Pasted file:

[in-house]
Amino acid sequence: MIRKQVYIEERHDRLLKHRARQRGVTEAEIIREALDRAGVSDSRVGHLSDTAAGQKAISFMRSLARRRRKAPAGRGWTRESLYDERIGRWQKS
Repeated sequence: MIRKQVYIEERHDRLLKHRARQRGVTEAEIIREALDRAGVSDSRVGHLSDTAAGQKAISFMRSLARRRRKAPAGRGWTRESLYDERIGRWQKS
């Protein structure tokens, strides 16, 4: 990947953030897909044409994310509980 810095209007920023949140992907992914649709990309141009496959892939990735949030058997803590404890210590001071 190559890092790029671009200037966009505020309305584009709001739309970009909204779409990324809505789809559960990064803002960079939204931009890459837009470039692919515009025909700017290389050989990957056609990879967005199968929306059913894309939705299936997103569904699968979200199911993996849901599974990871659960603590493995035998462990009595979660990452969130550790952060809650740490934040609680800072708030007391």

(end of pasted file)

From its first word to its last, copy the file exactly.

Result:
[in-house]
Amino acid sequence: MIRKQVYIEERHDRLLKHRARQRGVTEAEIIREALDRAGVSDSRVGHLSDTAAGQKAISFMRSLARRRRKAPAGRGWTRESLYDERIGRWQKS
Repeated sequence: MIRKQVYIEERHDRLLKHRARQRGVTEAEIIREALDRAGVSDSRVGHLSDTAAGQKAISFMRSLARRRRKAPAGRGWTRESLYDERIGRWQKS
């Protein structure tokens, strides 16, 4: 990947953030897909044409994310509980 810095209007920023949140992907992914649709990309141009496959892939990735949030058997803590404890210590001071 190559890092790029671009200037966009505020309305584009709001739309970009909204779409990324809505789809559960990064803002960079939204931009890459837009470039692919515009025909700017290389050989990957056609990879967005199968929306059913894309939705299936997103569904699968979200199911993996849901599974990871659960603590493995035998462990009595979660990452969130550790952060809650740490934040609680800072708030007391």